Finding the Peace

Live Your Life Facing Your Death

Michael Singer says, “Learn to live as though you are facing death at all times and you’ll become bolder and more open.” (Singer 2007)  Most of us will not have the luxury of knowing when we will take our last breath. If we live life fully, we will not have regrets when we do die. We will have chosen to not live in fear but rather to live out our desires by living life fully, by being present in the moment.  That would mean we would be paying attention to the landscape we were having the privilege of feasting our eyes upon, or we would be listening attentively to the child that was telling us about the bug that had gotten away, or we would be aware of the person at the coffee shop that seemed to be struggling a bit. Our thoughts would be directed in the moment, not in the future or the past, but in the here and now.

What stops us from doing this?  Often it is our worry and fear about doing things right. So we don’t live in the moment. We live in the worry and fear trying to control what is happening making sure that everything goes right. We live in the illusion that we have some control over life and that if we focus on something enough, through our worry and fear, we will really make it happen the way it needs to happen. But ultimately, we don’t have control over what happens through our worrying. And the only thing we accomplish in the practice of worrying or fear is to lose our moment, which is to lose our ability to live right here and now.  We lose our life. And life is not something we want to lose. We want to live it fully. Death is our reminder to live life fully. Live life as if today is your last day to live. With this we live life fully and death is our teacher, reminding us how to live – fully and present in each and every moment.  This moment is all we really have anyway. Sink into living your life fully present.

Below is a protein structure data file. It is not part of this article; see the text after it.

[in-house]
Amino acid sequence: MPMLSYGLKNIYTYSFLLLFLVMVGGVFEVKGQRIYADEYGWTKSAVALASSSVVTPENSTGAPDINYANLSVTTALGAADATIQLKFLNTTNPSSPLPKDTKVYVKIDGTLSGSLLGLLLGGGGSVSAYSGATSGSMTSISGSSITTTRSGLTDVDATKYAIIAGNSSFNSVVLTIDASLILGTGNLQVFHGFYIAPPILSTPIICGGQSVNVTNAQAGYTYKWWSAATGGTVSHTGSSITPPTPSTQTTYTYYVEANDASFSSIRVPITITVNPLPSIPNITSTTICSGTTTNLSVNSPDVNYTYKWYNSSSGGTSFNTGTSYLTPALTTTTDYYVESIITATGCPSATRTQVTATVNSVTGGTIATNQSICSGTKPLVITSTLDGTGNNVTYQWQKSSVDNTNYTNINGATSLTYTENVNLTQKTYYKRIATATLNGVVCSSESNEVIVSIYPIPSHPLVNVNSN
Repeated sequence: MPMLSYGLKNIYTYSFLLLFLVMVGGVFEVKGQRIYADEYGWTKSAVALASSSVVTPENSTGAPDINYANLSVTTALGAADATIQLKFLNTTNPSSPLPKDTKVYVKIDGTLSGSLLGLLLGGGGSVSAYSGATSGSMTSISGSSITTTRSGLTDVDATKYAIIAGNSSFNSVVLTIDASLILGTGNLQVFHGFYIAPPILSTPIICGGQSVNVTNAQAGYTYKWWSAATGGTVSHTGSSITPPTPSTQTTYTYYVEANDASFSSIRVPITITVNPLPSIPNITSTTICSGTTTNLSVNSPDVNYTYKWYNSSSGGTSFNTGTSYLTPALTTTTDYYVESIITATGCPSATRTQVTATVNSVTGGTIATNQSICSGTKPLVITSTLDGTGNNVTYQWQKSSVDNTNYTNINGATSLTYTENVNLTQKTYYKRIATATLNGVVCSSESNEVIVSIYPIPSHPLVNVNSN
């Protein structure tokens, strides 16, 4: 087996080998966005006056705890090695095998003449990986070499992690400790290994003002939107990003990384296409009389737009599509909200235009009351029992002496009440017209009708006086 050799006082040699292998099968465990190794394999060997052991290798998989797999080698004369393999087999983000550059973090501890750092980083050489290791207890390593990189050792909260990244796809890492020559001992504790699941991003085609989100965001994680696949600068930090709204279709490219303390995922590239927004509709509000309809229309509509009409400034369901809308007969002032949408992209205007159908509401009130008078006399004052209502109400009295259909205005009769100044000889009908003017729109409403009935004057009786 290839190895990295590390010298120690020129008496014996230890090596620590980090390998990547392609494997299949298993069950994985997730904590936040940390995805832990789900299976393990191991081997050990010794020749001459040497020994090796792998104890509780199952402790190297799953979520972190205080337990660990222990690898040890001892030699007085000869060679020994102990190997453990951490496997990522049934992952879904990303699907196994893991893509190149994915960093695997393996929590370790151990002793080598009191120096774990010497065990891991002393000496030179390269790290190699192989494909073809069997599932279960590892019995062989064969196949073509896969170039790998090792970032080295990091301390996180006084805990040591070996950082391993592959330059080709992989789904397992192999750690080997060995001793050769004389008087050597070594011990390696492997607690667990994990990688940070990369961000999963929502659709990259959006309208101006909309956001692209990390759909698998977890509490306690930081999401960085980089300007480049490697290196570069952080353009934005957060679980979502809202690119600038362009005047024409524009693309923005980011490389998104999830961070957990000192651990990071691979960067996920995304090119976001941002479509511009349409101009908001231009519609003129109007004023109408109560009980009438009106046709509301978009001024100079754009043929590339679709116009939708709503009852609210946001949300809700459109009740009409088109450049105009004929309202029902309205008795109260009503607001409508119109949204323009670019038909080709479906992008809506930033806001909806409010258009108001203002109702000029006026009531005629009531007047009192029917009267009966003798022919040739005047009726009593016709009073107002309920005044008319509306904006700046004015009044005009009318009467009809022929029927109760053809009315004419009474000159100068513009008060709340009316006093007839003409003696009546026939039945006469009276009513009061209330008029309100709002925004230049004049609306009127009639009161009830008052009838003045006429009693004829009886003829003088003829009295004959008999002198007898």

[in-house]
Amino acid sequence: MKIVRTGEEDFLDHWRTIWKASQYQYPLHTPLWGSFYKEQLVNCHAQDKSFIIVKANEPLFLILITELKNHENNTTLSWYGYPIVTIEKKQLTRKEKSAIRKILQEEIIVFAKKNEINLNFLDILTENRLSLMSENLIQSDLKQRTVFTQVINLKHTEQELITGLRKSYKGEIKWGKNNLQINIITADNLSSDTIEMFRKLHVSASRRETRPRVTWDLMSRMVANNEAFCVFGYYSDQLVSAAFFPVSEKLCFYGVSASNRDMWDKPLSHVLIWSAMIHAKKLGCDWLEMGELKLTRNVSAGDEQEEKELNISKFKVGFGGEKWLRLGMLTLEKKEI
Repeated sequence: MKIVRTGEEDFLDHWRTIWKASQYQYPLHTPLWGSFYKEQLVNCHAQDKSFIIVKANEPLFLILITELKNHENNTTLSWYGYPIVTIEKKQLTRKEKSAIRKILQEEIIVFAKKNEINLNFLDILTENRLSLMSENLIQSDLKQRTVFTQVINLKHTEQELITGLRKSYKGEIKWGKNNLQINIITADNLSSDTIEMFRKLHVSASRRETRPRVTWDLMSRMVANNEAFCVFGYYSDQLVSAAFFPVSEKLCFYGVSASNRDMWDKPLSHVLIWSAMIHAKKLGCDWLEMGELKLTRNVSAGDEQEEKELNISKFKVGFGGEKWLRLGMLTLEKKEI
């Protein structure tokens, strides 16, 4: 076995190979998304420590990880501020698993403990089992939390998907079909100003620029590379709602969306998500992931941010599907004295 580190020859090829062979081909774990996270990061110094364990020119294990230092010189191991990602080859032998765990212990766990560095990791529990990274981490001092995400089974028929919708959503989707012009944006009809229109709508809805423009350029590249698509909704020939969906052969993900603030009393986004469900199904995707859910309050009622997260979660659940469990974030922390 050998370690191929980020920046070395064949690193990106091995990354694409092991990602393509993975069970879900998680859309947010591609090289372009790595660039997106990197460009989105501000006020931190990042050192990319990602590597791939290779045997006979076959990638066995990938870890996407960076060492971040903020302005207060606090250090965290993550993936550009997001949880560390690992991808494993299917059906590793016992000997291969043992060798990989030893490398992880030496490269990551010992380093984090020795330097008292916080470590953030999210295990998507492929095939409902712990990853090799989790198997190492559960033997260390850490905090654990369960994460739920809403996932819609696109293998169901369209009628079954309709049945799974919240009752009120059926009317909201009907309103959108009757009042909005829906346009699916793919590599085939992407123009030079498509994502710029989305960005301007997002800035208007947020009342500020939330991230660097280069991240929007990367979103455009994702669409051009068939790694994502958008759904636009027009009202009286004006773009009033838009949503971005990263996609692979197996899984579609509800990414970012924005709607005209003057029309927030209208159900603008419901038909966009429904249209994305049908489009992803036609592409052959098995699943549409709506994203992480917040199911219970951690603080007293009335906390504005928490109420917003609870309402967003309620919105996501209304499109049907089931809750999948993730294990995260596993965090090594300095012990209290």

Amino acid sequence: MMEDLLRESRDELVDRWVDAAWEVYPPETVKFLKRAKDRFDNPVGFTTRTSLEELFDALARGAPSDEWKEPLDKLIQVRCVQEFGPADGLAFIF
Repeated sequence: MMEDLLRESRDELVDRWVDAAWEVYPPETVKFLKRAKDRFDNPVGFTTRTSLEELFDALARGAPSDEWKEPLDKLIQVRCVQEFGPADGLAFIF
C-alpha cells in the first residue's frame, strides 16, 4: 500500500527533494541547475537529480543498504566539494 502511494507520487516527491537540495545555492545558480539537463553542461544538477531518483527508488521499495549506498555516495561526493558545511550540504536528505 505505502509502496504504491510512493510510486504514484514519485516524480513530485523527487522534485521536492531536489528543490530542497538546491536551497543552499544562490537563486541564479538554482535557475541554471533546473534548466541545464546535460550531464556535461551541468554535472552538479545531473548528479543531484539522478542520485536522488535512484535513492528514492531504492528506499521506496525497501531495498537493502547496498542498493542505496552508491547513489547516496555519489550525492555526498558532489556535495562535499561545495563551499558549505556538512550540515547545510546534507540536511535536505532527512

Works Cited

Singer, M. (2007). The untethered soul. Oakland: New Harbinger Publication, Inc.



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  • Licensed Independent Clinical Social Worker
    Licensed Independent Mental Health Practitioner

  • Janie Pfeifer Watson, LICSW, is the founder and director of Wholeness Healing Center, a mental health practice in Grand Island, Nebraska with remote sites in Broken Bow and Kearney. Her expertise encompasses a broad range of areas, including depression, anxiety, attachment and bonding, coaching, couples work, mindfulness, trauma, and grief. She views therapy as an opportunity to learn more about yourself as you step more into being your authentic self. From her perspective this is part of the spiritual journey; on this journey, she serves as a mirror for her clients as they get to know themselves—and, ultimately, to love themselves.


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